|Harvard University Honors Elton John for his AIDS Activism|
by Redaktie in General , 13 December 2017
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Last November at a festive ceremony, Elton John was awarded the Harvard Foundation’s Peter J. Gomes Humanitarian Award at Harvard University in Cambridge, Massachusetts.
This prize was awarded to Elton John as a tribute to his work with the Elton John AIDS Foundation (EJAF) in support of innovative HIV prevention, awareness programs, direct care and support services for people living with HIV. Elton John founded EJAF in 1992 in de United States and a year later in Great Britain. So far, the foundation has raised 385 million dollars, supporting HIV and AIDS projects in at least fifty-five countries.
For his AIDS activism, Elton John was inspired by his contacts with Ryan White and White’s family. Ryan White (1971-1990) was an American teenager who became infected with HIV through a blood transfusion. After his diagnosis in December 1984, he faced a lot of discrimination. Not only was he kicked out of school, but his house was also fired at. However, Ryan and his family did not resign to these acts of violence and discrimination, but sought publicity.
He became a regular guest in Phil Donahue’s talk show, and many celebrities, including Greg Louganis, Michael Jackson, Elton John, and Nancy and Ronald Reagan, publicly appeared alongside him to fight the stigma on contact and being in the vicinity of people with AIDS. In the 1980s, AIDS was mostly seen as a “gay disease” and therefore a “gay problem” politicians should not be too concerned with. Ryan White’s diagnoses and his public appearances caused a major shift in the public opinion in the United States.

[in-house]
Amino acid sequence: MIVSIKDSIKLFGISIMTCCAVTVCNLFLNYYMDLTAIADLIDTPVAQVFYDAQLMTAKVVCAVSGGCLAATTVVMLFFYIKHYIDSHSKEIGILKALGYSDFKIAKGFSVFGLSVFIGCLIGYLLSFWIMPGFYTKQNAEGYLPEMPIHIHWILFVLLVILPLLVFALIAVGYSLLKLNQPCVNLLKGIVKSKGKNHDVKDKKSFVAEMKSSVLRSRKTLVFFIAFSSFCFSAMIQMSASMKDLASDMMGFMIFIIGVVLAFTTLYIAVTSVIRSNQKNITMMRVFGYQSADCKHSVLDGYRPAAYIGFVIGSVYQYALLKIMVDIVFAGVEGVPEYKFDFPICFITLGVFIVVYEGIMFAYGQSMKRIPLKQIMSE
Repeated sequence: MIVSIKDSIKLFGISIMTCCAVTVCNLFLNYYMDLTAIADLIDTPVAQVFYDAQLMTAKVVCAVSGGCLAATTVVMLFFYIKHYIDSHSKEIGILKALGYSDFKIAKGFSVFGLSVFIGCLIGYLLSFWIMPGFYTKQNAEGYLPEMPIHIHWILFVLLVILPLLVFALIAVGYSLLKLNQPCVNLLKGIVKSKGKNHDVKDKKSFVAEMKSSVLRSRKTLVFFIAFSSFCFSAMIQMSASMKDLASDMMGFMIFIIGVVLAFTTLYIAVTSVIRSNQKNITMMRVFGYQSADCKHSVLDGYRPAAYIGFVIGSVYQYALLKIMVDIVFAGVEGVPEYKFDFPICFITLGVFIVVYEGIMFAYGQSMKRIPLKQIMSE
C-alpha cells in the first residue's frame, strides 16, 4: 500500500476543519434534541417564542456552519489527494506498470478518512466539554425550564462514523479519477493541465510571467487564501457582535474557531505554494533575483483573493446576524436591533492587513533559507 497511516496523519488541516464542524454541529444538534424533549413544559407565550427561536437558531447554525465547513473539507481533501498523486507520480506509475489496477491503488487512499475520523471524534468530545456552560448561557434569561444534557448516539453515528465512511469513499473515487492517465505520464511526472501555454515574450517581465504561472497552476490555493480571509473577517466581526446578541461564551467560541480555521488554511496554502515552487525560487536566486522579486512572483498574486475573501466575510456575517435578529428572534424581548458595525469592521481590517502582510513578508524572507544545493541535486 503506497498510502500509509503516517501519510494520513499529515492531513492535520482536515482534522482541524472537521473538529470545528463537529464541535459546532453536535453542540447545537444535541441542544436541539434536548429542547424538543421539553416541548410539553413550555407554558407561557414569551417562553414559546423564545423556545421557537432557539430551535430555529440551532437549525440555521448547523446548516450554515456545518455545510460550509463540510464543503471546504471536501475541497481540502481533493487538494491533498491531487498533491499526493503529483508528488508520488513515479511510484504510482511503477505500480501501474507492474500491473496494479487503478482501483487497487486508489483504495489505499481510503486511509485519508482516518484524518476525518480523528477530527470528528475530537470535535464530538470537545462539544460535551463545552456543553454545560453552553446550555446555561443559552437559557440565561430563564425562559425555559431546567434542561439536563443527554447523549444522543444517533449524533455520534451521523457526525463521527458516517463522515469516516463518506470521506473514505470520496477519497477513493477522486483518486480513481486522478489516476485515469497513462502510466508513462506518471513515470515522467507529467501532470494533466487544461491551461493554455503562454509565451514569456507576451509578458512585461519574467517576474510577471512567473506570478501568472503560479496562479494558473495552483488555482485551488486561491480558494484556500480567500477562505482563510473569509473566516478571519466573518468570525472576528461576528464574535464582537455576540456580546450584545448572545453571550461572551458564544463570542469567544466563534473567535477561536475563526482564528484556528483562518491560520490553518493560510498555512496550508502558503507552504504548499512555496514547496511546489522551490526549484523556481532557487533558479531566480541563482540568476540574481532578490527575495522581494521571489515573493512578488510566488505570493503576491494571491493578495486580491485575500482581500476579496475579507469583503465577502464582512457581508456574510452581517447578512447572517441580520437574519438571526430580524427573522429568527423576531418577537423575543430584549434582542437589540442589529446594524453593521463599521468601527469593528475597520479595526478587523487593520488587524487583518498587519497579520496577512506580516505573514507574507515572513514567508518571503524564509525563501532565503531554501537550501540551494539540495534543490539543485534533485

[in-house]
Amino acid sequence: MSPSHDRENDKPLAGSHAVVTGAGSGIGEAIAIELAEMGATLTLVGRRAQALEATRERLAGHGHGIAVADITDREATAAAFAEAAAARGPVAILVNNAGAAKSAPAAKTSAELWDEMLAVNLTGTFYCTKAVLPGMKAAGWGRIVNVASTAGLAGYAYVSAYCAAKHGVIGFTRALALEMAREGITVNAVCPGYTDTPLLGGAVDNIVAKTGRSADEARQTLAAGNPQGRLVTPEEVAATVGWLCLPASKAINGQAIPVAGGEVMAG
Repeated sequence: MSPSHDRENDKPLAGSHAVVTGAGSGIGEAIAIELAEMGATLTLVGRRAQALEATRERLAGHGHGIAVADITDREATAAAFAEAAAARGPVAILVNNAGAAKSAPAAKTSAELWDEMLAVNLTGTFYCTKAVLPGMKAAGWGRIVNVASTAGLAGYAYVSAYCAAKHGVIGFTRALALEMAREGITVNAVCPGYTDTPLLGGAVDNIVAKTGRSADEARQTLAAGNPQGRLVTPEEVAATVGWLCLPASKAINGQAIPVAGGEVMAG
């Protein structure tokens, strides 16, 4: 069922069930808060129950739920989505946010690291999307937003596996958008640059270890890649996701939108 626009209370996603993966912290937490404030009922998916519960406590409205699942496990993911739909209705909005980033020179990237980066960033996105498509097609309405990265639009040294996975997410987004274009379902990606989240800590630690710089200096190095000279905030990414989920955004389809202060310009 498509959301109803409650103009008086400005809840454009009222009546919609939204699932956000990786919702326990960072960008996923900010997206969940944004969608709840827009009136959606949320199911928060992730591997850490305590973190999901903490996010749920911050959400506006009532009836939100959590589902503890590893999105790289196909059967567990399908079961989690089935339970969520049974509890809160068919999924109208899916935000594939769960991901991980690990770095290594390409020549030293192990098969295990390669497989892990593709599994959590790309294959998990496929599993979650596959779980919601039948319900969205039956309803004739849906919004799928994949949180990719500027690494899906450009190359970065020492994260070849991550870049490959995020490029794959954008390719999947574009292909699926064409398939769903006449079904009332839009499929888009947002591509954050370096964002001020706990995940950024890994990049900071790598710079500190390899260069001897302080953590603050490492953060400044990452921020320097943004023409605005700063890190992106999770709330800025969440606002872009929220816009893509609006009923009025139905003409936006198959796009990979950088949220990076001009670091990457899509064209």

Elton John visited Ryan White when he was in the hospital on his death bed. In his Harvard speech, he stated that the fact that he saw up close how Ryan and his family dealt with opposition and discrimination had inspired him to turn his own life around. “Ryan was the spark that helped me recover from my addictions and led to me to start the Elton John AIDS Foundation.”
The fame and success of the music industry also had a dark side, Elton John confessed at Harvard: “Happiness became elusive and darkness crept in. Along the way, I lost my own humanity in a cesspool of excess, drugs, alcohol addiction, and an eating disorder and self-absorption.” Because of his involvement in Ryan’s fate and the possibilities he saw for humanitarian purposes, his “life took on a vastly new meaning and relevance. Today my mission is to help other people embrace their own humanity and that of others. It’s the most powerful and positive force in the whole wide world.”
Elton John admitted that there are still many obstacles on the road to a just world in which everyone has the same opportunities. He referred to increasing violence against transgender people, among other issues, after which he stated: “I promise you, we can rise above it and lift people up. We can pull together, we can change the world. It all starts with embracing our common humanity. It’s the most powerful force on earth. I promise you I will never give up, and I hope you never give up. We are in this together.”
Elton John’s speech was greeted with a standing ovation. The Harvard sophomore Kacey Gill expressed the general feeling in the hall: “There are very few people in this world who can embody light when surrounded by darkness. Thank you for being that person. Thank you for dedicating your time, your mind, and your heart to spreading that light anywhere and everywhere you go.”
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